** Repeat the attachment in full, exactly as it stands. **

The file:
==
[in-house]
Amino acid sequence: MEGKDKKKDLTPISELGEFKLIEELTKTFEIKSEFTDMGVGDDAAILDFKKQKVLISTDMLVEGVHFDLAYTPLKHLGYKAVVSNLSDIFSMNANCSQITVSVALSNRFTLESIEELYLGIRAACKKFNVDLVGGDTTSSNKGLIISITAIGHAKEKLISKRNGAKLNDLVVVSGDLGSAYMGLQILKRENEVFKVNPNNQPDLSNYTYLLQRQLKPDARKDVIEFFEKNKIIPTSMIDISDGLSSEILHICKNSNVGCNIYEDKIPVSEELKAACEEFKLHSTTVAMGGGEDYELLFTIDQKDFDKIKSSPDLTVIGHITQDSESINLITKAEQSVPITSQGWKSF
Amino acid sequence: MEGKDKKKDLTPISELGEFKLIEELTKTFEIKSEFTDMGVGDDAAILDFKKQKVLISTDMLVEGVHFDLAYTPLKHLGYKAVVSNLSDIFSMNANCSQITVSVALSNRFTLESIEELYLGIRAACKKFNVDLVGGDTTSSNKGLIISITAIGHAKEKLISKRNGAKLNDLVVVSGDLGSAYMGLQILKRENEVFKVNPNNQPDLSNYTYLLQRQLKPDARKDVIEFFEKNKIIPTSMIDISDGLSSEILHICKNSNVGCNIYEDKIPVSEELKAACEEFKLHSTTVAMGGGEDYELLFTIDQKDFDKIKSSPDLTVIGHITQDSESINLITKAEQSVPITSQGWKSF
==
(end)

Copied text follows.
[in-house]
Amino acid sequence: MEGKDKKKDLTPISELGEFKLIEELTKTFEIKSEFTDMGVGDDAAILDFKKQKVLISTDMLVEGVHFDLAYTPLKHLGYKAVVSNLSDIFSMNANCSQITVSVALSNRFTLESIEELYLGIRAACKKFNVDLVGGDTTSSNKGLIISITAIGHAKEKLISKRNGAKLNDLVVVSGDLGSAYMGLQILKRENEVFKVNPNNQPDLSNYTYLLQRQLKPDARKDVIEFFEKNKIIPTSMIDISDGLSSEILHICKNSNVGCNIYEDKIPVSEELKAACEEFKLHSTTVAMGGGEDYELLFTIDQKDFDKIKSSPDLTVIGHITQDSESINLITKAEQSVPITSQGWKSF
Amino acid sequence: MEGKDKKKDLTPISELGEFKLIEELTKTFEIKSEFTDMGVGDDAAILDFKKQKVLISTDMLVEGVHFDLAYTPLKHLGYKAVVSNLSDIFSMNANCSQITVSVALSNRFTLESIEELYLGIRAACKKFNVDLVGGDTTSSNKGLIISITAIGHAKEKLISKRNGAKLNDLVVVSGDLGSAYMGLQILKRENEVFKVNPNNQPDLSNYTYLLQRQLKPDARKDVIEFFEKNKIIPTSMIDISDGLSSEILHICKNSNVGCNIYEDKIPVSEELKAACEEFKLHSTTVAMGGGEDYELLFTIDQKDFDKIKSSPDLTVIGHITQDSESINLITKAEQSVPITSQGWKSF